God’s Own Country is the directorial debut of Yorkshire born actor Francis Lee where Johnny (Josh O’Connor) working on his family’s farm turns to binge-drinking and casual sex as a form of escapism. Things are turned on its head when Georghe (Alec Secareanu), a Romanian migrant arrives to help out on the farm and take stress away from Johnny’s ill father. Johnny quickly becomes involved in a lustful sexual relationship that turns his life and his farm around.
Set in the beautiful Yorkshire countryside, God’s Own Country is a cinematic masterpiece with beautiful cinematography and a real raw and gritty atmospheric tone created through long and drawn-out scenes. The lack of dialogue throughout creates a sense of monotony that emphasises the simple yet bleak life Johnny finds himself living. Seeing old, school friends in the local pub, now studying in the big city shows Johnny’s solitude and sense of despair with the repetitive life he has fallen into on the farm. The vicious cycle that Johnny finds himself in with nightly alcohol-induced vomiting and loveless physical contact in pub toilets pushes across the sense of despair in Johnny’s life.
When Georghe arrives on the farm, the two spend nights repairing a dry stone wall in the gorgeous backdrop of the Pennines. The cold nights bring the two young men together as they share what felt to me as lust-filled sex. This is where the film seems to fall flat, beyond the beautiful cinematography of the north-east of England and strong acting performances from the leads lies a film based on a relationship that lacks depth and a true sense of realism.
God’s Own Country feels like it falls into a stereotypical view of a gay relationship, purely basing itself on the sexual frustrations of the two protagonists. The character development felt incredibly flat, Georghe is a Romanian migrant but that’s about it, there isn’t really any depth to the character and because of that their relationship feels cinematic. Johnny’s character goes from point A to Point A, never really evolving even if the director’s aim is for him to do so.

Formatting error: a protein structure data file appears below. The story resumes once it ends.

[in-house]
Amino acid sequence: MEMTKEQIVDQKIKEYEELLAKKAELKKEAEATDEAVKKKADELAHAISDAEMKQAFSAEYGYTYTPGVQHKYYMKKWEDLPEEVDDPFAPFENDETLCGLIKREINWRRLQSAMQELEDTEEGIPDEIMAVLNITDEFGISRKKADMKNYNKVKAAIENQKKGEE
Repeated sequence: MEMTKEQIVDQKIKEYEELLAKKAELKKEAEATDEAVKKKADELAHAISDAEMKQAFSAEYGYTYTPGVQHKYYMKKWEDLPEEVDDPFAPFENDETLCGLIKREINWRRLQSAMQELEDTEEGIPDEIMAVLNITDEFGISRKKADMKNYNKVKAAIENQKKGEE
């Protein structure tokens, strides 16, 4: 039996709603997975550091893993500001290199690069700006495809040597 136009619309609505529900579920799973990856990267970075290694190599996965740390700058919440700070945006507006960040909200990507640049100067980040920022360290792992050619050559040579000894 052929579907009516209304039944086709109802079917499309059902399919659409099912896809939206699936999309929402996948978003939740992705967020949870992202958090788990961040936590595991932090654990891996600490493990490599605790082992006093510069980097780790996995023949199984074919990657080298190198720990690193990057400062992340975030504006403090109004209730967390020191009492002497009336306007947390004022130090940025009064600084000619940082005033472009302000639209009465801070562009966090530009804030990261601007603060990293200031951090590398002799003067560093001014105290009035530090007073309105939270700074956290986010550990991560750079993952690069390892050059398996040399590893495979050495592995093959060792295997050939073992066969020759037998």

As the film draws to a close the initial interest created from the opening 20 minutes is long gone and a sense of bitter disappointment from the nothingness of the purely lustful relationship that the audience is supposed to feel attached to lingers. The character development or otherwise lack of means that this attempt at a realistic character study feels more like a self-indulgent homage to the director’s homeland.
Francis Lee has potential as a director, God’s Own Country is a beautifully shot piece of cinema that captures the beauty of Yorkshire. That being said, the relationship at the forefront feels like an after thought.
Lee attempts to create a raw and emotional portrayal of a gay relationship in a secluded part of the country that instead feels like a stereotypical and presumptuous portrayal of homosexuality.
God’s Own Country is worth seeing for its incredible setting but that isn’t enough to cover the cracks of a very fragile and shallow love story.